Czech Goulash

For the first recipe of 2017 my other half picked the country, the Czech Republic, and even found a recipe I could use on the National Geographic website. Back when I was doing bits of research in the Czech Republic I ate quite a lot of goulash, and when I took some students there in 2012 I had an amazing goulash in a little bar not far from where we were staying in Prague. Not only did it taste amazing, it was served in bread, the bread acted as the bowl. I managed not to poke a hole in it with my cutlery so the contents didn’t spread all over the place. This was by far the best meal I had in the Czech Republic and if I do go back I’ll have to see if the place is still there.

dscf9260  The recipe we found was called ‘simple Czech goulash’ and looking at the ingredients list it was easy to see why. I wanted to see if there were any other common variations for the recipe, and as is typical with a lot of stew type dishes you’ll find a whole swathe of different varieties, some which add garlic, others which add peppers or a tomato, plus a range of other ingredients. For some people goulash might be more of a hungarian dish than a czech one, but since it’s a common dish there too I’m going to use it for these purposes to tick off the Czech Republic on my ‘cook dishes from around the world’ challenge. The recipe included in this blog post represents a merge of a few different recipes. I also had a spare carrot and red pepper, and this seemed like a good opportunity to use them up. This recipe serves around 2-4 people, and we served it with some bread, although you could also opt to make some dumplings too.


  • 1 tbsp oil
  • 3-4 onions
  • 1 clove of garlic
  • 500g beef
  • 2 tbsp paprika
  • 4 cups of water
  • 1 tsp caraway seeds
  • 1 tsp cumin
  • 1 carrot
  • 1 red pepper
  • Salt and pepper
  • 1 tsp marjoram.


  1. Heat the oil in a casserole dish and cook the onions for about 10 minutes.
  2. Add the beef and garlic, and cook to brown the meat.
  3. Add the paprika and cook for a minute
  4. Add the water, followed by the spices and vegetables.
  5. Add salt and pepper to taste.
  6. Bring to the boil and then cover and reduce the heat to simmer for about 2 hours.
  7. Add the marjoram and cook for another 10 minutes.
  8. Check the seasoning, and then serve with bread or dumplings.

And that’s it. My version of goulash, with very little effort! If you have the time you could also do this in the slow cooker.

India: Bagara Baingan

My entry into Indian cooking really began with Rick Stein’s book ‘Rick Stein’s India‘, after watching the series and deciding that I wanted to try and make some of the dishes. The recipes were clear, and the results have been great more or less every time. A favourite has to be chana masala (a chickpea curry) – I never thought one of my favourite foods would be a tomato and chickpea dish. But anyway, I’ve now cooked so many of the recipes from there that I wanted to try something different. I first discovered what Bagara Baingan was after visiting Exotic Dining restaurant in Kettering, my home town. We met a friend there for dinner a couple of years ago and the food was wonderful – of all the years I lived in the that town I hadn’t even realised the restaurant was there, and the sign outside really doesn’t do the food justice. My usual dish until recently would have been the murgh methi, a chicken based dish, but for some reason I decided to order something from the vegetarian section – Hyderabadi Bagara Baignan. According to saffron streaksBagara means tempering the oil with spices, a traditional Indian practice of cooking to enhance the aroma of a dish. The recipe uses the small types of aubergines (brinjal) that you should be able to find in larger supermarkets or if you live in a city like Coventry, the central market should have them (once again Coventry market has been my first port of call for getting ingredients I need for my year of global cooking). There are lots of different versions of the recipe available online and I have decided to go for an adapted version of the recipe from the blog Edible Garden. Already this year, by looking for cooking inspiration I have found so many great cooking blogs – I should compile a list at some point.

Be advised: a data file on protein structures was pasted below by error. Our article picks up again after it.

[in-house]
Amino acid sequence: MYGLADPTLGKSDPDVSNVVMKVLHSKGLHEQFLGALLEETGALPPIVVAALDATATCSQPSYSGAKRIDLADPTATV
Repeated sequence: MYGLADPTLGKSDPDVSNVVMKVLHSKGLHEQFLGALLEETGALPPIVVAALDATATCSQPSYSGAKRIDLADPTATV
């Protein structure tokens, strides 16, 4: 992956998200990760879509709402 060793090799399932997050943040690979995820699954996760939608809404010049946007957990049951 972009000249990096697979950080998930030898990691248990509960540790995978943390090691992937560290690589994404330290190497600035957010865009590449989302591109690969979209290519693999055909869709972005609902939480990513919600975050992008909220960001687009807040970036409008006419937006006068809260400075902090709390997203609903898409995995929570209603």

Bagara Baingan 
(Serves two people)
  • 6 baby aubergines
  • 2 tbsp sesame seeds
  • 2 tbsp peanuts (red skinned)
  • 2 tbsp dessicated coconut
  • 1 onion, finely chopped
  • 1 inch piece of ginger
  • 2 garlic cloves
  • 1/4 tsp turmeric powder
  • 1 tsp cumin seeds
  • 1 tbsp coriander powder
  • 1 tsp kashmiri chilli powder
  • 1 dried kashmiri chilli (finely chopped)
  • A small lemon sized ball of tamarind
  • 1 tbsp oil
  • Salt

bagara baingan

  1. Dry roast the peanuts and sesame seeds separately until golden brown. Set aside to cool. Then, blend together with the coconut and little water to form a smooth paste.